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If you choose the "Interpolate" option from the main menu and click the "Ok" button, you enter the interpolation GUI. Given a "from" grid and a "from" solution and given a "to" grid, then a solution for the "to" grid can be obtained by interpolation from the "from" grid and solution. There are programs for both 2D and 3D. The interpolation programs allow any number of dependent variables to be interpolated. If the number of variables is different from four for 2D or five for 3D, then the PLOT3D and NPARC files are read and written as usual except for a different number of variables. Common File .cfl files are also read and written the same way except the variables are named "VARbbbb1" (the b's are blanks) for the first variable and the integer is incremented for successive variables. The grids and solution can be read from PLOT3D, NPARC and Common File files and the interpolated solution can be written as a PLOT3D, NPARC or Common File. The GUI leads you through this process.

The interpolated solution is obtained by taking each node in the "to" grid and finding a hexahedron in the "from" grid which contains the node, then performing a trilinear interpolation. The tricky part of the process is finding the containing hexahedron which will be called a stencil.

Let a stencil with indices (I,J,K) be a hexahedron determined by the eight nodes in the "from" grid, (X,Y,Z), with indices

   (I  , J  , K  )
   (I+1, J  , K  )
   (I  , J+1, K  )
   (I+1, J+1, K  )
   (I  , J  , K+1)
   (I+1, J  , K+1)
   (I  , J+1, K+1)
   (I+1, J+1, K+1)
   1 ≤ I < IMAX
   1 ≤ J < JMAX
   1 ≤ K < KMAX

Given the first node in the "to" grid, to start things off, an exhaustive search is made in the "from" grid to find the (I,J,K) of the node closest to the given first node. Then the three parameters, A, B and G, of the trilinear interpolation of the stencil (I,J,K) are computed. If the given first node is inside the stencil, then all three parameters will be between plus and minus one. If one or more of the parameters are not within range, then the next prospective stencil is determined by the following IF's:

   IF (A .LT. -1.0) I = MAX(     1, I-1)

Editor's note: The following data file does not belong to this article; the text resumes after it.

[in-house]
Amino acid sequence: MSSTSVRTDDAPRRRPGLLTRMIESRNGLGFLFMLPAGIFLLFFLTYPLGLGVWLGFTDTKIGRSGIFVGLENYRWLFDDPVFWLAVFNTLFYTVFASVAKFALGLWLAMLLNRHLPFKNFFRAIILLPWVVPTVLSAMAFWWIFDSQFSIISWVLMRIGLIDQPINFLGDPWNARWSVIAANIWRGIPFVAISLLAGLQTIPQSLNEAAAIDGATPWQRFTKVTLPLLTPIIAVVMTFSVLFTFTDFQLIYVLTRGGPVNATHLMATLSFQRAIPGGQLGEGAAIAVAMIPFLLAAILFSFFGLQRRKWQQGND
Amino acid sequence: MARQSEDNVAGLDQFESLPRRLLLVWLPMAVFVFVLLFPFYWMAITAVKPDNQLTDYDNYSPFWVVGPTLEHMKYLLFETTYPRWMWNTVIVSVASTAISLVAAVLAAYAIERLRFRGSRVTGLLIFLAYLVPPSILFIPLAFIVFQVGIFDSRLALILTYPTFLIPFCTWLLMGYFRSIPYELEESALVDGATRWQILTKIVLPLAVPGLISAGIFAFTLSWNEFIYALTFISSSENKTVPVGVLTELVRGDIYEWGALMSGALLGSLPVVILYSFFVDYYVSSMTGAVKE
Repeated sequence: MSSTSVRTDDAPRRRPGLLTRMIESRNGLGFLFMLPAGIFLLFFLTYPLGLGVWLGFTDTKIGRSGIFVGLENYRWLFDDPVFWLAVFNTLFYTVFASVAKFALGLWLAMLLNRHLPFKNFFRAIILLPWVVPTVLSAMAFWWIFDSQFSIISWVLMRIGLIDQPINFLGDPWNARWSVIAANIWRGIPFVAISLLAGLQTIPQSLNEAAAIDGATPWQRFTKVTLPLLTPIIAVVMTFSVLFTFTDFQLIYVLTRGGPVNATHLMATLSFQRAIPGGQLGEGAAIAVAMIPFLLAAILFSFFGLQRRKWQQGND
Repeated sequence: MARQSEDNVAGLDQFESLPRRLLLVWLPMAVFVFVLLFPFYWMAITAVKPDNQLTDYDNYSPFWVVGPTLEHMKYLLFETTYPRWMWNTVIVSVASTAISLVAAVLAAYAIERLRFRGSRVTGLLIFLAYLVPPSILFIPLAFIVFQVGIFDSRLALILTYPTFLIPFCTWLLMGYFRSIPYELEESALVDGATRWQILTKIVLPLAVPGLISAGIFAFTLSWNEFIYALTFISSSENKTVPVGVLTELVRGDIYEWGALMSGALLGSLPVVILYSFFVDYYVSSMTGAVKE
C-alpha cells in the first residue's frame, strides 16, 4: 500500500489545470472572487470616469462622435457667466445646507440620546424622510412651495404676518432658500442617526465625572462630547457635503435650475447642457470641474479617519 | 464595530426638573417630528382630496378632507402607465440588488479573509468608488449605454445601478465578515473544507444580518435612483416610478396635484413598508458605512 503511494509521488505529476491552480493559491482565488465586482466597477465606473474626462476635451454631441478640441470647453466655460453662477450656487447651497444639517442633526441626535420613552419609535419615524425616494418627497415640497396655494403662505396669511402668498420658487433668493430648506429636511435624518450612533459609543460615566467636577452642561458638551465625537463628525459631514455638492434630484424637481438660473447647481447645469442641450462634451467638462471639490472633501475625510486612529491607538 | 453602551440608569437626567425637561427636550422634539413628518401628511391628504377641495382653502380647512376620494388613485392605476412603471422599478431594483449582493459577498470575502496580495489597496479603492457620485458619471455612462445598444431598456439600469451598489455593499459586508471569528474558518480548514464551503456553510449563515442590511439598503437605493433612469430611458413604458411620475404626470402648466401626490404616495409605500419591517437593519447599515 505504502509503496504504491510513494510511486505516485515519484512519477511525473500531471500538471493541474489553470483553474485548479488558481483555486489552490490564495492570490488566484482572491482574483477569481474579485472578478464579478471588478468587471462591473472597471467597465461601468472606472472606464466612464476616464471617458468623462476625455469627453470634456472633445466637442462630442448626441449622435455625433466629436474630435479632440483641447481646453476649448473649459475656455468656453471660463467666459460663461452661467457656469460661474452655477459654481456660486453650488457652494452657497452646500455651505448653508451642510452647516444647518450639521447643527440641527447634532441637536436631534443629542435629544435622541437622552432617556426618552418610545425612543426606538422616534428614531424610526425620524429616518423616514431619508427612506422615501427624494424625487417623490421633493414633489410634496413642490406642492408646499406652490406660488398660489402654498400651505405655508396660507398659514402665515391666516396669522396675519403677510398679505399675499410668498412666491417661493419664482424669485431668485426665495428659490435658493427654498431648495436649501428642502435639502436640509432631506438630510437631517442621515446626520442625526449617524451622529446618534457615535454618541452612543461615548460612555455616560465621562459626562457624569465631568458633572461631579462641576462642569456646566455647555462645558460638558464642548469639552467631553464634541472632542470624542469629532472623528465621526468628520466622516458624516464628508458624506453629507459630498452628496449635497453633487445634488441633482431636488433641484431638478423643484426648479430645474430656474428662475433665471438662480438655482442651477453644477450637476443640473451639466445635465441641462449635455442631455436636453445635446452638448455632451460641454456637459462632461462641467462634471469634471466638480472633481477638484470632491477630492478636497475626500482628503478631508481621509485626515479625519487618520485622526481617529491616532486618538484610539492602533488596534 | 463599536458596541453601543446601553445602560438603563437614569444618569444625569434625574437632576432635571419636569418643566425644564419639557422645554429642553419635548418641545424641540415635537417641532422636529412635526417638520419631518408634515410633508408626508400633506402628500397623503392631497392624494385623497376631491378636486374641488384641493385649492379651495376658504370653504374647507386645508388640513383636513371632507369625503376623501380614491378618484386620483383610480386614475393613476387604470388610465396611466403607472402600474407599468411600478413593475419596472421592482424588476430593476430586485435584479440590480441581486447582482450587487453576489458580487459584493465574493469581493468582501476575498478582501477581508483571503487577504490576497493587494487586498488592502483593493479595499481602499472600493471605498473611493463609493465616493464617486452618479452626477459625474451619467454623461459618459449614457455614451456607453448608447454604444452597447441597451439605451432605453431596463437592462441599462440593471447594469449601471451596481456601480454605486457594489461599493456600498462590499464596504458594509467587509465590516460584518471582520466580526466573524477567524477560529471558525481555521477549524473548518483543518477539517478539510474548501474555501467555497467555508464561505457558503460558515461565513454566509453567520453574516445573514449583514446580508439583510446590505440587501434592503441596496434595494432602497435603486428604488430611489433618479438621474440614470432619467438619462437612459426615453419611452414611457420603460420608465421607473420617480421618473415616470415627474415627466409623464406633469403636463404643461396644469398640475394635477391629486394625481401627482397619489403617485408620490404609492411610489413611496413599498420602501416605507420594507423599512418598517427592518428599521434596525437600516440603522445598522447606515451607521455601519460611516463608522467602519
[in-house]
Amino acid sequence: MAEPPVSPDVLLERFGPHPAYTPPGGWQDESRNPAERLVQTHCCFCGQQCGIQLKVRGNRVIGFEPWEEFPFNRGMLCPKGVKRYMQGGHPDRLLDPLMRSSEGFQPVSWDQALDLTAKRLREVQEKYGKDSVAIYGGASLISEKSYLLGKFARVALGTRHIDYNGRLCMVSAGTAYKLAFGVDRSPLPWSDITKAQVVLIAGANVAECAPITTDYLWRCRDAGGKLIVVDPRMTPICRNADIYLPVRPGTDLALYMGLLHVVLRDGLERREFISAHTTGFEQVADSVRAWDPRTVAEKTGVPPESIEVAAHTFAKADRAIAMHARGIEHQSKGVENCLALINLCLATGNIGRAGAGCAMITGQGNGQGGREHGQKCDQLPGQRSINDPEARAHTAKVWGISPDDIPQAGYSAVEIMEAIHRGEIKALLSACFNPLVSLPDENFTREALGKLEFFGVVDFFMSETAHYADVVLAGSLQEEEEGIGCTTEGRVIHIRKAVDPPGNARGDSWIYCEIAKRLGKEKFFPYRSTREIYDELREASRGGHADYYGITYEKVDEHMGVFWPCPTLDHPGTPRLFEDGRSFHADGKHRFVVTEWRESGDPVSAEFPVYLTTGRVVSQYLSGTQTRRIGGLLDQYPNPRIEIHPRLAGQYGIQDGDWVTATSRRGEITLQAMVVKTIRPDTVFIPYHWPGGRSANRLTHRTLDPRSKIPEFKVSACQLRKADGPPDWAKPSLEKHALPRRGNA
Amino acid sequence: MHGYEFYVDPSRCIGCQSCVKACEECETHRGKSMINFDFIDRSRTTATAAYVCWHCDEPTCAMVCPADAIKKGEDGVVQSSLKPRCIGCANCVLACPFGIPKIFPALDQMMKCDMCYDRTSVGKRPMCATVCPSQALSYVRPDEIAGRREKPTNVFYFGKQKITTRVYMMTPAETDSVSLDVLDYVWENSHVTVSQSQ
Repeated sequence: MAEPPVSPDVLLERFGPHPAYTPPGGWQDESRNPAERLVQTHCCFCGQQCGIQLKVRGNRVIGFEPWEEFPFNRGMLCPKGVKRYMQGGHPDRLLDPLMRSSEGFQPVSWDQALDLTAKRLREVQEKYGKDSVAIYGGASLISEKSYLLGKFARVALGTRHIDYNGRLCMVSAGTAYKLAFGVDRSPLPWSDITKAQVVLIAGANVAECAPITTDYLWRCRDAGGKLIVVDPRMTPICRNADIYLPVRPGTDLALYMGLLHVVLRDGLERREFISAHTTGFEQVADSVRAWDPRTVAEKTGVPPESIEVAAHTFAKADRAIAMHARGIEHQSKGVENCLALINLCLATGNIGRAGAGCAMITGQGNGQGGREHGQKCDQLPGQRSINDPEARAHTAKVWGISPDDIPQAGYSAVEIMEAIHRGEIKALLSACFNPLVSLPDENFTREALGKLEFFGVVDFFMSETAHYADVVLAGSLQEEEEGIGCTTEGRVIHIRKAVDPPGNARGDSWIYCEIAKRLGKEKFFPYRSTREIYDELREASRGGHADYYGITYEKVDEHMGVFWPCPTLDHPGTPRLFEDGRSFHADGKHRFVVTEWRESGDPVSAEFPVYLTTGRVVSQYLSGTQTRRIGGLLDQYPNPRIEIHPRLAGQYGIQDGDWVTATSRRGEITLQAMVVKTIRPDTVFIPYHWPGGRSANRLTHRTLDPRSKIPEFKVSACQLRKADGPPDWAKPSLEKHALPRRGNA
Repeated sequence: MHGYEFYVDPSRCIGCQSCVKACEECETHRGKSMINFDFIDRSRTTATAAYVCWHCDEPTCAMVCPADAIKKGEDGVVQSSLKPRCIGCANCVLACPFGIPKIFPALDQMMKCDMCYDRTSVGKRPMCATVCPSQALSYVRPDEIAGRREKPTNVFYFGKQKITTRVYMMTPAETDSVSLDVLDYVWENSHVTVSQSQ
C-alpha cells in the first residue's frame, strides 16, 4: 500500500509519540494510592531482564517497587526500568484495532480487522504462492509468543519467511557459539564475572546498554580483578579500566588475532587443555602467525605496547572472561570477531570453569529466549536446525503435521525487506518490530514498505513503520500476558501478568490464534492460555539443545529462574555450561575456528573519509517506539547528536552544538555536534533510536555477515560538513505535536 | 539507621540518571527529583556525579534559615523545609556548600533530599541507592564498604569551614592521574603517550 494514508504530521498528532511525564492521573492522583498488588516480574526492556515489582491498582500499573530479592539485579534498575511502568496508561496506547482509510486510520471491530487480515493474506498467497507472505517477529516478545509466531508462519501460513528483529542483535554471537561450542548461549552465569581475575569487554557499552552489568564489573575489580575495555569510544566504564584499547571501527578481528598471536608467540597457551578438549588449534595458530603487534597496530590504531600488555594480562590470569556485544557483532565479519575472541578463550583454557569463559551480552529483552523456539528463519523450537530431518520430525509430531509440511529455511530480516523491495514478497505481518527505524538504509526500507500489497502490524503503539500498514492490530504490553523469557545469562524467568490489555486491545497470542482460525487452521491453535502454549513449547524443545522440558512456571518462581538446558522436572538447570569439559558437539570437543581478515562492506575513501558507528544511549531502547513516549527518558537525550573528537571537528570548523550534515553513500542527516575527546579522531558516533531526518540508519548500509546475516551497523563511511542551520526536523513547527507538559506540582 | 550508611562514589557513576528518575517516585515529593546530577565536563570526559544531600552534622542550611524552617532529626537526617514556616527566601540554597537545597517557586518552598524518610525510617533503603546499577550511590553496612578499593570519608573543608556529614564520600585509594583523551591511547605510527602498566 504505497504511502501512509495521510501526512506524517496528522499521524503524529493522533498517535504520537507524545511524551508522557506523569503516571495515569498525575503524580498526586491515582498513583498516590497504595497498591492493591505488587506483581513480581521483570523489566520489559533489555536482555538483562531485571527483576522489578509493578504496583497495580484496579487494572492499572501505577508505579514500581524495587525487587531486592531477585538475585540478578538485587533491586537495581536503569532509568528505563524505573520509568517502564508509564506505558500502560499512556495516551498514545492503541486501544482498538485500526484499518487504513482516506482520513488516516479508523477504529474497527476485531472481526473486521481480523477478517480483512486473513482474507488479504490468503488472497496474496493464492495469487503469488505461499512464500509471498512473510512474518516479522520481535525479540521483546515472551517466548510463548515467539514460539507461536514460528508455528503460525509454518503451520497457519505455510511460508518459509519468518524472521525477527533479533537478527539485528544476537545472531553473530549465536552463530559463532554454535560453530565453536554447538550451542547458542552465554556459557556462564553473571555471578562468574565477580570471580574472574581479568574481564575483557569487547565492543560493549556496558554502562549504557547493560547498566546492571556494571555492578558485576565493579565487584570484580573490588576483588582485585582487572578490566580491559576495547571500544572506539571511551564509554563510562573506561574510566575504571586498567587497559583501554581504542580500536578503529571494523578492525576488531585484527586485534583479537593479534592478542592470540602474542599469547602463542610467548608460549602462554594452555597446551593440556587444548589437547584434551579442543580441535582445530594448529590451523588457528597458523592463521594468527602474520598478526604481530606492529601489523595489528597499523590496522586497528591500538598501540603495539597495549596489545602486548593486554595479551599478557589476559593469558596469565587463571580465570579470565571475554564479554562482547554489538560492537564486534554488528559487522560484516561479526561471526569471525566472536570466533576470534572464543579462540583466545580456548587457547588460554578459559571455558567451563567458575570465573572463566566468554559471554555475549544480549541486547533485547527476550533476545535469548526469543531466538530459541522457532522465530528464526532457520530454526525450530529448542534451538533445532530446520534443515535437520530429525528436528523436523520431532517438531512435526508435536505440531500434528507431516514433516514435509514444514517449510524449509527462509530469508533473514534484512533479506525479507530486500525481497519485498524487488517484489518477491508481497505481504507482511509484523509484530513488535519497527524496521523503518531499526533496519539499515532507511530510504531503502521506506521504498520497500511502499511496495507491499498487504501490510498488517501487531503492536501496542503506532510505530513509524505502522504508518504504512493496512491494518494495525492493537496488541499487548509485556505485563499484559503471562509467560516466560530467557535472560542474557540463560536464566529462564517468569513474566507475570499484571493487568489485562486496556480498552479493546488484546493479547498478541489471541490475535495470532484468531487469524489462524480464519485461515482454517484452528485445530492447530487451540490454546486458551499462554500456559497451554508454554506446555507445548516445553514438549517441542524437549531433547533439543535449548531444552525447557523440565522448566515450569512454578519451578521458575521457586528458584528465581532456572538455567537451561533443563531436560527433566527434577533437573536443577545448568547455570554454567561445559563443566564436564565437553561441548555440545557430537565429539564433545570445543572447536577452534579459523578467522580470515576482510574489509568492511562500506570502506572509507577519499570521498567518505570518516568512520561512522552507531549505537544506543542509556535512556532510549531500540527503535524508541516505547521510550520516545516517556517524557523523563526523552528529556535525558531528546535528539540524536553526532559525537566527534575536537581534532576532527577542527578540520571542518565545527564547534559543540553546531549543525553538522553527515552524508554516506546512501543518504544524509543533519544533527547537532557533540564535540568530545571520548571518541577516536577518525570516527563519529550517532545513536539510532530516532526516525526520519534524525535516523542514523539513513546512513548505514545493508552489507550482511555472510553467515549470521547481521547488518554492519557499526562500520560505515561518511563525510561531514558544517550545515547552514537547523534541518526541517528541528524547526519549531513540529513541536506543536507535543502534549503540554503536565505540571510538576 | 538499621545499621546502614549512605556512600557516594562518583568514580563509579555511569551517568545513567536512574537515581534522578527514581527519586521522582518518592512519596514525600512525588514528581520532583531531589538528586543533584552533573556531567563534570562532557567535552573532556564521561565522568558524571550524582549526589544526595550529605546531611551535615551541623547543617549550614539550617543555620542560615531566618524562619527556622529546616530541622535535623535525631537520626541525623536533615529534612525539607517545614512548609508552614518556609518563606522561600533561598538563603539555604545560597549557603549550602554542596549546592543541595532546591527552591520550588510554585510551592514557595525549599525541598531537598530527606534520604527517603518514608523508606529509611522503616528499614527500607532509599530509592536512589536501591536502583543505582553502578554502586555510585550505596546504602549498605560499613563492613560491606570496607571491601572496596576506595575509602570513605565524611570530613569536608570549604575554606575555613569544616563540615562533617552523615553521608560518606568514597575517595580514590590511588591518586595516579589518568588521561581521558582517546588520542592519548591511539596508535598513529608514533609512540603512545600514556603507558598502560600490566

IF (A .GT.  1.0) I = MIN(IMAX-1, I+1)
   IF (B .LT. -1.0) J = MAX(     1, J-1)
   IF (B .GT.  1.0) J = MIN(JMAX-1, J+1)
   IF (G .LT. -1.0) K = MAX(     1, K-1)
   IF (G .GT.  1.0) K = MIN(KMAX-1, K+1)

Usually this process will walk to the containing stencil. If after a number of steps the next prospective stencil is one that has already been tried, then the method would be caught in a loop. Checks are made to be sure this does not happen.

After the containing stencil for the first node has been found, no more exhaustive searches are performed. These are too time consuming to be practical for many grids. The stencil just found is used as the first guess for the next "to" node and the walking process described above is used to find the correct stencil. Experience has shown that this works very well if the next point is close to the first point. This closeness is achieved by snaking through the "to" grid according to the following nested DO's.

   IEND   = 1
   ISTEP  = -1
   JEND   = 1
   JSTEP  = -1
   DO K = 1, KMAX
      JBEGIN = JMAX + 1 - JBEGIN
      JEND   = JMAX + 1 - JEND
      JSTEP  = -JSTEP
         IBEGIN = IMAX + 1 - IBEGIN
         IEND   = IMAX + 1 - IEND
         ISTEP  = -ISTEP
            Find the interpolating stencil for the
            node (I,J,K) in the "to" grid.
         END DO
      END DO

If no containing stencil can be found, then a check is made to see if the stencil is close enough for an extrapolation. An extrapolation is made if the absolute values of the parameters are less than prescribed values. The GUI provides for specification of the extrapolation tolerances for each index and for each zone. This flexibility is provided so a user can allow a larger extrapolation across a boundary layer than in the other directions. A value of 1.0 means no extrapolation. A value of 2.0 would mean an extrapolation would be made in that direction of one cell width.

If the stencil is not close enough for extrapolation, then the "to" node is said to be an orphan node. The program provides two options for orphan nodes. The user can specify a default value for each solution or the value of each solution can be set to the value of the solution of the "from" grid at the "best" node, where best is defined as the node with the same (I,J,K) indices as that of the stencil found by the method.

Each zone of the "to" grid is interpolated one at a time. All of the nodes in a "to" zone are processed with the first "from" zone. Then all of the nodes of the "to" zone are processed with the second "from" zone and so on until all of the "from" zones have been gone through. Iblanking of the "from" grid is considered and the IBLANK array for the "to" grid is determined. An array, JSTAT, keeps track of the progress for each "to" node.

   JSTAT = 0 => in a hole
   JSTAT = 1 => orphan
   JSTAT = 2 => extrapolated boundary
   JSTAT = 3 => interpolated boundary
   JSTAT = 4 => extrapolated interior
   JSTAT = 5 => interpolated interior

A node in the "to" grid is assigned JSTAT = 2 or 3 if at least one of the points of its stencil has an IBLANK of zero (no flow region). A node in the "to" grid is assigned JSTAT = 4 or 5 if all of the points of its stencil have nonzero IBLANK. IBLANK for the "to" grid is assigned zero for nodes with JSTAT = 0 and one otherwise.

When a stencil is found it is used only if it would raise the JSTAT value of the node. All of the nodes begin with a JSTAT value of zero. Note that the walking process for finding a stencil proceeds as usual through a hole. Therefore, it is assumed that the grid inside a hole is reasonable. A degenerate volume inside a hole can abort the program.

Last updated 2 May 2003